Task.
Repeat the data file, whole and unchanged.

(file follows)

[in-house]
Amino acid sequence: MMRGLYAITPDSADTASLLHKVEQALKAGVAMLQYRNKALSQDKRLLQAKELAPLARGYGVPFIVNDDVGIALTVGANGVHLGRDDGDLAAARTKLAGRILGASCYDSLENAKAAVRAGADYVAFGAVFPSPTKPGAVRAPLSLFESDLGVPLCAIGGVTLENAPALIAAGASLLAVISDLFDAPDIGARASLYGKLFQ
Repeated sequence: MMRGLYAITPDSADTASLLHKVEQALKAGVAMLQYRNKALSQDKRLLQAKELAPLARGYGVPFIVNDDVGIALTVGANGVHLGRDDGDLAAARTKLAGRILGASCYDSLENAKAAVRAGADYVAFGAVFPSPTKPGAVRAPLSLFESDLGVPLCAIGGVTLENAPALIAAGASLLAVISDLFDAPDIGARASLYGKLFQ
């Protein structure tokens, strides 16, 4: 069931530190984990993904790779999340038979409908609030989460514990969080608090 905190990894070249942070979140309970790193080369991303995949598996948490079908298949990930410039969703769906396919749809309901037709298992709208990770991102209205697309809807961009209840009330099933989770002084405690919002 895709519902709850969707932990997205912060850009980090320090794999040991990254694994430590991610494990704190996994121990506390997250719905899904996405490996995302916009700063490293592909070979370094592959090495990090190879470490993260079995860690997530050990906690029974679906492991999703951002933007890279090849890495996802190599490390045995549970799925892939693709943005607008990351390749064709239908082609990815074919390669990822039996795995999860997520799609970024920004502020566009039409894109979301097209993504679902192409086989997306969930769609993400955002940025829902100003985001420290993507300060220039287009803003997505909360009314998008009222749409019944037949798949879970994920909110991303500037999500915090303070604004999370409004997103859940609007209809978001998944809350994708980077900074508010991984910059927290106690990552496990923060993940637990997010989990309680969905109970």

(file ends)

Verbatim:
[in-house]
Amino acid sequence: MMRGLYAITPDSADTASLLHKVEQALKAGVAMLQYRNKALSQDKRLLQAKELAPLARGYGVPFIVNDDVGIALTVGANGVHLGRDDGDLAAARTKLAGRILGASCYDSLENAKAAVRAGADYVAFGAVFPSPTKPGAVRAPLSLFESDLGVPLCAIGGVTLENAPALIAAGASLLAVISDLFDAPDIGARASLYGKLFQ
Repeated sequence: MMRGLYAITPDSADTASLLHKVEQALKAGVAMLQYRNKALSQDKRLLQAKELAPLARGYGVPFIVNDDVGIALTVGANGVHLGRDDGDLAAARTKLAGRILGASCYDSLENAKAAVRAGADYVAFGAVFPSPTKPGAVRAPLSLFESDLGVPLCAIGGVTLENAPALIAAGASLLAVISDLFDAPDIGARASLYGKLFQ
């Protein structure tokens, strides 16, 4: 069931530190984990993904790779999340038979409908609030989460514990969080608090 905190990894070249942070979140309970790193080369991303995949598996948490079908298949990930410039969703769906396919749809309901037709298992709208990770991102209205697309809807961009209840009330099933989770002084405690919002 895709519902709850969707932990997205912060850009980090320090794999040991990254694994430590991610494990704190996994121990506390997250719905899904996405490996995302916009700063490293592909070979370094592959090495990090190879470490993260079995860690997530050990906690029974679906492991999703951002933007890279090849890495996802190599490390045995549970799925892939693709943005607008990351390749064709239908082609990815074919390669990822039996795995999860997520799609970024920004502020566009039409894109979301097209993504679902192409086989997306969930769609993400955002940025829902100003985001420290993507300060220039287009803003997505909360009314998008009222749409019944037949798949879970994920909110991303500037999500915090303070604004999370409004997103859940609007209809978001998944809350994708980077900074508010991984910059927290106690990552496990923060993940637990997010989990309680969905109970």